Weak Security on Wireless Connection


Some of our customers have noticed recently that warning messages have been appearing on iPhones and iPads suggesting that their wireless security is weak.  

This article has been put together to look at what the issue really is about, how serious the warning message is and what you can do about it.

Since the recent release of iOS 14, some iPhone and iPad users are seeing this “Weak Security” message appearing. 

How serious is this message?

This is absolutely nothing to worry about.  Apple have been the first to warn their users of this ‘weak security’ situation and on their website are suggesting that the weak security has always been there, they are just the messenger. With iOS 14, Apple has added this message to warn users who are using older, and weaker Wi-Fi security methods.  Only WP2-AES and newer protocols now fail to get the warning.

The risk is that someone, intent on stealing your data could attempt to log onto your network (they’ll need to be very close to your house to do this!) and use wifi cracking utility to gain access to your wireless network.  Whilst technically feasible, this is not something that is happening at present.  Villains are much more likely to trick you into clicking on an email message and fish for your data in this way.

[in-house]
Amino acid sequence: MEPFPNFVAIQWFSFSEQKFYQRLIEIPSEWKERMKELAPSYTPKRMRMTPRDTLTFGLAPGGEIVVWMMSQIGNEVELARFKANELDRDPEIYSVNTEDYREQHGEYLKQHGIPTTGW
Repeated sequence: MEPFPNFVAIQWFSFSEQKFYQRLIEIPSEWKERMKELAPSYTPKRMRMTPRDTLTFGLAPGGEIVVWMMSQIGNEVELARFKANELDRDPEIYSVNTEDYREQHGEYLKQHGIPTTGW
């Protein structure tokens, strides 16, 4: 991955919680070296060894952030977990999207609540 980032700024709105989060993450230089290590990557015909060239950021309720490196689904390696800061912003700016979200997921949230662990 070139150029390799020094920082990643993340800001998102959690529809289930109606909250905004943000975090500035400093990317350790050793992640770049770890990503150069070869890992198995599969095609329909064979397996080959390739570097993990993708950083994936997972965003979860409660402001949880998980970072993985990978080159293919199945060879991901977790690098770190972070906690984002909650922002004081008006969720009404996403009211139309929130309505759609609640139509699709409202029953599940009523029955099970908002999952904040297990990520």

What are these security methods?

The oldest method, from back in the 1990s, is named WEP (if you’re using an old Nintendo DS, for example, it won’t work on anything newer than this!), followed by WPA, WPA2 and, most recently, WPA3.

WPA2 includes two varieties – TKIP and AES. To confuse things further, you may also see mention of PSK too. The important thing to know is that if you’re on anything older than WPA2-AES then you’ll get this message.

Is this a problem with my device?

No. This method of data transmission is configured on your router. As an ISP we are trying to balance supporting as much of our customers’ older equipment as possible and so configure our routers with a mixed TKIP/AES security as standard. 

Beacons Telecom is certainly not alone in this.

Virgin Media, BT, TalkTalk and Vodafone are just 4 seeing customers reporting this problem. For example, the Virgin Media Hub 3, released just 3 years ago will need correcting, despite the WPA2-AES standard being around since 2004. It isn’t just routers – Virgin Media’s Powerline Boosters are also affected.

How do I get rid of this message?

To change the security settings on the router, you will need to request your router login and password from our support teams.  

On the WLAN tab, you can change the encryption mode to AES and the warning will disappear.

The downside is that some of your older equipment may not now be able to connect to your wifi network.


Don’t just take our word for this.  There has been much written about the subject since Apple released IOS14.  Here’s a link to Forbes discussing the issue.  Please note, this is an external link and Beacons Telecom cannot be responsible for any content shown.